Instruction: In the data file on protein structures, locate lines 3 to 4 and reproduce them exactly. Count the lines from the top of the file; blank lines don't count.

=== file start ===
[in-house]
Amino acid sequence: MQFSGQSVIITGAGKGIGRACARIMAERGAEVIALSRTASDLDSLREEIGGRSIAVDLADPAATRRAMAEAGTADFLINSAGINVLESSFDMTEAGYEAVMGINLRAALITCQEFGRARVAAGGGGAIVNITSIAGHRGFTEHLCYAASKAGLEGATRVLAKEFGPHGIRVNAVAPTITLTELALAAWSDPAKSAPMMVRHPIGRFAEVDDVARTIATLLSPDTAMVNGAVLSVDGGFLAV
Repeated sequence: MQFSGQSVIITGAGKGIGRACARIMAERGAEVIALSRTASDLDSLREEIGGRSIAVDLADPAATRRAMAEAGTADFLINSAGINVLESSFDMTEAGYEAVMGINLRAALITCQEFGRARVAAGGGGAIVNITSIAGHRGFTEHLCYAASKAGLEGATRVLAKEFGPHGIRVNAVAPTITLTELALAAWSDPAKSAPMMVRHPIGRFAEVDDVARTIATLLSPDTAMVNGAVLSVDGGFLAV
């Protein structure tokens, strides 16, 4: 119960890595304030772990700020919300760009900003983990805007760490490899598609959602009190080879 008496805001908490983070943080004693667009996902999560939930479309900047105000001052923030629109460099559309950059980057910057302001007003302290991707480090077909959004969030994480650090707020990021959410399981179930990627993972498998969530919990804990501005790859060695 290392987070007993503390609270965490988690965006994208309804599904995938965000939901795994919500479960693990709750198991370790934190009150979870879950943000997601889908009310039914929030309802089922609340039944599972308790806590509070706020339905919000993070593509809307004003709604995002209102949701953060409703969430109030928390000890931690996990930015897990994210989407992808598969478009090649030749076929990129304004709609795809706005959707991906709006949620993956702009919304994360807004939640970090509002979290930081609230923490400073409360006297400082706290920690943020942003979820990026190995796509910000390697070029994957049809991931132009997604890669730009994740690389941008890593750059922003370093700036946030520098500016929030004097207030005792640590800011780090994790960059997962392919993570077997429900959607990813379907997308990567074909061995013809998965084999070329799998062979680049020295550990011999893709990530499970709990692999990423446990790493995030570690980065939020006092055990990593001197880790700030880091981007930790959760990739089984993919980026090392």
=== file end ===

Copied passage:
Repeated sequence: MQFSGQSVIITGAGKGIGRACARIMAERGAEVIALSRTASDLDSLREEIGGRSIAVDLADPAATRRAMAEAGTADFLINSAGINVLESSFDMTEAGYEAVMGINLRAALITCQEFGRARVAAGGGGAIVNITSIAGHRGFTEHLCYAASKAGLEGATRVLAKEFGPHGIRVNAVAPTITLTELALAAWSDPAKSAPMMVRHPIGRFAEVDDVARTIATLLSPDTAMVNGAVLSVDGGFLAV
């Protein structure tokens, strides 16, 4: 119960890595304030772990700020919300760009900003983990805007760490490899598609959602009190080879 008496805001908490983070943080004693667009996902999560939930479309900047105000001052923030629109460099559309950059980057910057302001007003302290991707480090077909959004969030994480650090707020990021959410399981179930990627993972498998969530919990804990501005790859060695 290392987070007993503390609270965490988690965006994208309804599904995938965000939901795994919500479960693990709750198991370790934190009150979870879950943000997601889908009310039914929030309802089922609340039944599972308790806590509070706020339905919000993070593509809307004003709604995002209102949701953060409703969430109030928390000890931690996990930015897990994210989407992808598969478009090649030749076929990129304004709609795809706005959707991906709006949620993956702009919304994360807004939640970090509002979290930081609230923490400073409360006297400082706290920690943020942003979820990026190995796509910000390697070029994957049809991931132009997604890669730009994740690389941008890593750059922003370093700036946030520098500016929030004097207030005792640590800011780090994790960059997962392919993570077997429900959607990813379907997308990567074909061995013809998965084999070329799998062979680049020295550990011999893709990530499970709990692999990423446990790493995030570690980065939020006092055990990593001197880790700030880091981007930790959760990739089984993919980026090392």